Abbey House Museum
Abbey House Museum

Abbey House Museum in Leeds was originally the inner gatehouse for Kirkstall Abbey, a 12th-century Cistercian monastery founded by monks from Fountains Abbey. The museum shows what life was like in Victorian Leeds, with beautifully-recreated street scenes. Step into a 19th-century house, shop, and pub, and see what life was like for 19th-century children in the Childhood Galleries.


Kirkstall Abbey was founded as a daughter house of Fountains Abbey in 1147. Twelve monks and an abbot from Fountains established an abbey at Barnoldswick, near Skipton. After 5 years at Barnoldswick the monks moved to a new site at Kirkstall, on the River Aire.

Kirkstall Abbey lasted until it was suppressed by Henry VIII in 1539. The gatehouse had its arched entrance passage blocked at both ends so that it could be transformed into a residence.

A 19th-century street scene
A 19th-century street scene

Over the next four centuries, it served as a farmhouse and as the home of the Butler family, who operated the nearby Kirkstall Forge. Abbey House was purchased by Leeds City Council in 1926. The Council opened the house to the public as a museum of bygones and folklore in 1927. In the 1950s three historical streets scenes were added to the museum.

The museum was refurbished and updated in 2001 with a dozen new street scenes, recreating life in Leeds around 1880. Visitors can now stroll along accurately recreated Victorian streets and step inside shops, pubs, and houses.

The 'Hark to Rover' pub
The 'Hark to Rover' pub

What to See

You can visit a recreation of Stephen Harding Gate, the Victorian version of a modern High Street, on step inside a Sunday School lesson. See what life was like for a 19th-century washerwoman in the backstreets of Leeds and pop into the Hark to Rover Inn, a traditional Victorian drinking house.

Explore life and death in Victorian times in the poor residential area of Abbey Fold, see how a well-to-do pawnbroker lived and then step inside the squalid home of a poor undertaker.

See a pottery shop, a perfumery, a grocers, and the workshop of a clay pipe maker. Step inside an ironmongers shop, a barbershop, and a Victorian schoolroom. Stroll the back streets, where washing is hung up to dry on lines spanning the cobbled street.
A recreated 19th-century grocer's shop
A recreated 19th-century grocer's shop

The Childhood Galleries take a trip down Memory Lane, with a glimpse into the life of a Victorian child. See old toys, games, and dolls. Try out vintage slot machines with an old fashioned penny from a vending machine.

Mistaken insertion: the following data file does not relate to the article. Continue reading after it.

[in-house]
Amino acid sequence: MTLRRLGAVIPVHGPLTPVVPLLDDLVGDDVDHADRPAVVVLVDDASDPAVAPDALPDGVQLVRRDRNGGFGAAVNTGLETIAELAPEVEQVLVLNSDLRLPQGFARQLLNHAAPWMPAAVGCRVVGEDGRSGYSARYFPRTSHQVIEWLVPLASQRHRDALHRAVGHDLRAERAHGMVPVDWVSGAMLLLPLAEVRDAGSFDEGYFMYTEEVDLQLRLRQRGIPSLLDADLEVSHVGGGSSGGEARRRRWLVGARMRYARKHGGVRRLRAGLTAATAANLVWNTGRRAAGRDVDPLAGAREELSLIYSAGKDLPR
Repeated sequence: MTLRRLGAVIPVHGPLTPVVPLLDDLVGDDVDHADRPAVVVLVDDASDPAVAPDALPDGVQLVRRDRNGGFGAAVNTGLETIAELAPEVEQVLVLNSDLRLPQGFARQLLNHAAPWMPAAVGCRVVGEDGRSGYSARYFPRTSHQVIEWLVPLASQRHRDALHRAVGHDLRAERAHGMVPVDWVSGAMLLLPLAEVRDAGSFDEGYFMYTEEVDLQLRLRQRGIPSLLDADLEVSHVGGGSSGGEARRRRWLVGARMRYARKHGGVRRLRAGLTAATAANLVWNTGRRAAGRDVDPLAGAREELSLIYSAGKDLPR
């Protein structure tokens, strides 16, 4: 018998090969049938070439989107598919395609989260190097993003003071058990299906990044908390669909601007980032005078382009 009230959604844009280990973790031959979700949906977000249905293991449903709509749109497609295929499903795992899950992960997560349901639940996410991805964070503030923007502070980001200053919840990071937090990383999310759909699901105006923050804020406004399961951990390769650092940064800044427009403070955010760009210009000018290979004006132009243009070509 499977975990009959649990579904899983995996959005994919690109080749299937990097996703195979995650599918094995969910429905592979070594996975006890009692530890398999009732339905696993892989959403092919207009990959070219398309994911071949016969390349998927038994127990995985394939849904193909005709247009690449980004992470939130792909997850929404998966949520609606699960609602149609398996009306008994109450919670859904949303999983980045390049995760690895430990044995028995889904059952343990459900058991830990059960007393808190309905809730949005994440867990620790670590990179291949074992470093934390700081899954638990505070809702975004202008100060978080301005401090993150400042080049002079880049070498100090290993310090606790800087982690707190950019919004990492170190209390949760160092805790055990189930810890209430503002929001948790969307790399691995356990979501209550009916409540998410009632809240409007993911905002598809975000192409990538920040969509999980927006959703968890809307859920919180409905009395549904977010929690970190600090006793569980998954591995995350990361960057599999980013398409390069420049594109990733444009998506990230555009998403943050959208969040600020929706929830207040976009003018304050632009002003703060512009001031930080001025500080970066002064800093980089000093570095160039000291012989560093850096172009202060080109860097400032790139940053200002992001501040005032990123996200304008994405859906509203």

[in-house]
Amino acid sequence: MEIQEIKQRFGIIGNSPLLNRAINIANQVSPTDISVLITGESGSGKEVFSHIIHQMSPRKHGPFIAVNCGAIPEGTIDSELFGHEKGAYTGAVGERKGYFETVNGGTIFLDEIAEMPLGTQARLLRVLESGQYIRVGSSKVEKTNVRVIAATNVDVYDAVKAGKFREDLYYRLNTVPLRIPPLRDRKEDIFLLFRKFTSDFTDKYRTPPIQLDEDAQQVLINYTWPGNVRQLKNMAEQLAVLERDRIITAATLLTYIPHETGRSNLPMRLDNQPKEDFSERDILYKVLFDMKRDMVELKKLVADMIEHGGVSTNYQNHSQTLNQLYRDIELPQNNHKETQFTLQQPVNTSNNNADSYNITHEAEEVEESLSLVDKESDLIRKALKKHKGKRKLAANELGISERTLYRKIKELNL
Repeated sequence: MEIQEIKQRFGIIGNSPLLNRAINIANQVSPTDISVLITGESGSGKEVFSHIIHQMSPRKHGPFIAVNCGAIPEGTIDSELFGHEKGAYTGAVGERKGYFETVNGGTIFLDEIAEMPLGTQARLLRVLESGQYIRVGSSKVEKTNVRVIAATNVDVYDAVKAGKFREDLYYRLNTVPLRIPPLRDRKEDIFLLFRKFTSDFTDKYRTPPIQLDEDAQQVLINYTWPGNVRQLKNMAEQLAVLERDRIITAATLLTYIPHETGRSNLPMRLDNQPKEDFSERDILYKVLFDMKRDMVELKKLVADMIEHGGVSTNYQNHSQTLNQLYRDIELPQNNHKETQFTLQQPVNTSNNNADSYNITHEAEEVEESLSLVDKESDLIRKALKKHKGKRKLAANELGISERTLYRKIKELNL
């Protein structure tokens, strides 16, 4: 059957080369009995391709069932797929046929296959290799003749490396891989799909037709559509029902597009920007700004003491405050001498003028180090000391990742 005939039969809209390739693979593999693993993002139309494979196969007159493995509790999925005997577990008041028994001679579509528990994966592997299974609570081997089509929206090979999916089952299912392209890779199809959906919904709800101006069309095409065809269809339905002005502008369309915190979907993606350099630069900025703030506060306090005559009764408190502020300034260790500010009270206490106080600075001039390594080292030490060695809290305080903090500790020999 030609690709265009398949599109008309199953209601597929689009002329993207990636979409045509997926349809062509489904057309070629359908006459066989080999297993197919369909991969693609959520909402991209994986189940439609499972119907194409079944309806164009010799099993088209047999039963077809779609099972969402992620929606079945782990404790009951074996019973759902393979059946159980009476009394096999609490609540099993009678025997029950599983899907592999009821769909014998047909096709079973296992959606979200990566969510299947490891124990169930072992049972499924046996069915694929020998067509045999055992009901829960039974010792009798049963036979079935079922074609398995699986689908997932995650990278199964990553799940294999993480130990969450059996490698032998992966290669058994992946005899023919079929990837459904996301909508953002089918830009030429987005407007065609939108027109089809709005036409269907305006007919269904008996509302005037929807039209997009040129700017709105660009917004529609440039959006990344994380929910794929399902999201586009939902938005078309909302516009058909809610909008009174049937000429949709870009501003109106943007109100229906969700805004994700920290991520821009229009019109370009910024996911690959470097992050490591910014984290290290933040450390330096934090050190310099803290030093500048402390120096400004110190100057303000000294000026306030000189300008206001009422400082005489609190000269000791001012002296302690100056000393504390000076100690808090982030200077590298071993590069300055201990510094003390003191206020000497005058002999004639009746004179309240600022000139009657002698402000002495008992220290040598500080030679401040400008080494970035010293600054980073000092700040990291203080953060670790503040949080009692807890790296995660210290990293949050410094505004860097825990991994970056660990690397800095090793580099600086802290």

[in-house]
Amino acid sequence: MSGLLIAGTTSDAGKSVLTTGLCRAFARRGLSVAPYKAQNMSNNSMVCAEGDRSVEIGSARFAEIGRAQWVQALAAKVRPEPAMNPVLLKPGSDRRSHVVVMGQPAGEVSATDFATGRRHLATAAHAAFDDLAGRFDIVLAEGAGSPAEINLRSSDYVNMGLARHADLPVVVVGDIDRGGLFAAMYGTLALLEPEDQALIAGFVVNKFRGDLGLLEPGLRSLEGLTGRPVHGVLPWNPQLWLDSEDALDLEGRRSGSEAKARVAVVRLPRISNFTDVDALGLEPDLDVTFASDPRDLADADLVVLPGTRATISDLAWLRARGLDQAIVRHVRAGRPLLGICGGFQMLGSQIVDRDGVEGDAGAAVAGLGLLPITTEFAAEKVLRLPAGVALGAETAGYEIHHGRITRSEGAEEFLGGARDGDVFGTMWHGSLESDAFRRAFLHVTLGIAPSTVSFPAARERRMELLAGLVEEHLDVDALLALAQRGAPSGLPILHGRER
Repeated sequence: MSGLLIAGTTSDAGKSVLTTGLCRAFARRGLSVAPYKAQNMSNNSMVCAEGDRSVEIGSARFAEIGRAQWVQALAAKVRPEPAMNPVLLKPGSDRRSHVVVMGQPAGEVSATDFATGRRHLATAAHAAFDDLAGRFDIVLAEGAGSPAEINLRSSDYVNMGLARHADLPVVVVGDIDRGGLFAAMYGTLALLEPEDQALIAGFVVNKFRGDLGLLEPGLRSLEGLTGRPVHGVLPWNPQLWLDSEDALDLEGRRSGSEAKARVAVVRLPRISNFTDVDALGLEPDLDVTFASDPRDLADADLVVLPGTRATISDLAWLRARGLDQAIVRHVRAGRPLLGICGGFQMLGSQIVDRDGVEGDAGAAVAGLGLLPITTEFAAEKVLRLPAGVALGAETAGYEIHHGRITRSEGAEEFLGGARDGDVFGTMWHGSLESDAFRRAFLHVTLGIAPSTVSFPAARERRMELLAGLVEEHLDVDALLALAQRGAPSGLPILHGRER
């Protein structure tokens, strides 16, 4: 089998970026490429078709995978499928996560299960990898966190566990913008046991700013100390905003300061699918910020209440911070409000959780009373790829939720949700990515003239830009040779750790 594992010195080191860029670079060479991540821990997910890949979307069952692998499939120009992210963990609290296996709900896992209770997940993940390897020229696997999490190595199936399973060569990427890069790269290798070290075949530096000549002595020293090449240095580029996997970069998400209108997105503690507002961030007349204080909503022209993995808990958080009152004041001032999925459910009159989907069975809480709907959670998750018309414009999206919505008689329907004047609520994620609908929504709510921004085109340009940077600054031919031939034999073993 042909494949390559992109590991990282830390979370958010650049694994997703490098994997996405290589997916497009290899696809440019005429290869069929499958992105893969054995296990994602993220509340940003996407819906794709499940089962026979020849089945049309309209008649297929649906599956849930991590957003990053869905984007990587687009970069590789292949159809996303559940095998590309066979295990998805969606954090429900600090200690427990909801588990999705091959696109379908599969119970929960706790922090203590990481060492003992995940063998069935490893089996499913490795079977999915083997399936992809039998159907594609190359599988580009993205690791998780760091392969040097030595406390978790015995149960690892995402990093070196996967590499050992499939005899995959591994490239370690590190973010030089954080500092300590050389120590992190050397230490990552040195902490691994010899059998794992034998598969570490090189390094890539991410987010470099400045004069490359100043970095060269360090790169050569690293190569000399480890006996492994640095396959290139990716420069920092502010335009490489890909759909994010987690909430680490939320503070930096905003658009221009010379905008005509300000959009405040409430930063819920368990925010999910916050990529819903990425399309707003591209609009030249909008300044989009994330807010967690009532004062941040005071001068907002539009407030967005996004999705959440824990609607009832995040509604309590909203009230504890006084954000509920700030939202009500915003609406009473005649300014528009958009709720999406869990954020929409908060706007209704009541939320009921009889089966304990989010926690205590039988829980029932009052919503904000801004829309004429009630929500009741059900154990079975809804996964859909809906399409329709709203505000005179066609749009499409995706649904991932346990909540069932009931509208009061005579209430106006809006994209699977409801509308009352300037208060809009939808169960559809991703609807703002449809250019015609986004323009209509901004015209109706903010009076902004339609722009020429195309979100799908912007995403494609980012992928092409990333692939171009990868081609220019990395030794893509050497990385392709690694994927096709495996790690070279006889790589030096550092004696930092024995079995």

One fascinating highlight in the Childhood Galleries is a 'deportment chair', a straight-backed wooden chair invented by Sir Astley Paston Cooper to train children to sit upright. To modern eyes, it looks like an instrument of torture but deportment chairs were widely used during the 19th century.

There is also an exhibition on Kirkstall Abbey, how it was built, its history, and the events surrounding its closure by Henry VIII's commissioners.

Abbey House Museum is both a historic house and a museum rolled into one. One feature is the De Lacy Room in the south wing. Initially used as a stable and hay loft, this room was a library by 1870 and a dining room by 1902. The De Lacy Room has a beautiful plasterwork ceiling installed by Colonel T Walter Harding, who lived here from 1890.

Inside the museum entrance is a replica of the 1666 Plague Stone from Chapel Allerton. The original is in the Leeds Museum. When the plague broke out, merchants were worried about coming into contact with infected plague victims. People coming from the surrounding area would place their goods for sale by the stone. Buyers would put coins in a hollow on the top of the stone which was filled with vinegar. Cleansing the coins with vinegar was thought to stop the spread of the disease. There is also a possibility that plague victims were buried beside the museum building.

A 19th-century 'Deportment Chair'
A 19th-century 'Deportment Chair'

Getting There

Abbey House Museum is directly opposite the ruins of Kirkstall Abbey on the A65. There is free on-site parking, but there is a charge to explore the museum.

More Photos

About Abbey House Museum, Kirkstall
Address: Abbey Road, Kirkstall, Leeds, Yorkshire, England, LS5 3EH
Attraction Type: Museum
Location: Opposite Kirkstall Abbey on the A65. Parking onsite.
Website: Abbey House Museum, Kirkstall
Location map
OS: SE259362
Photo Credit: David Ross and Britain Express


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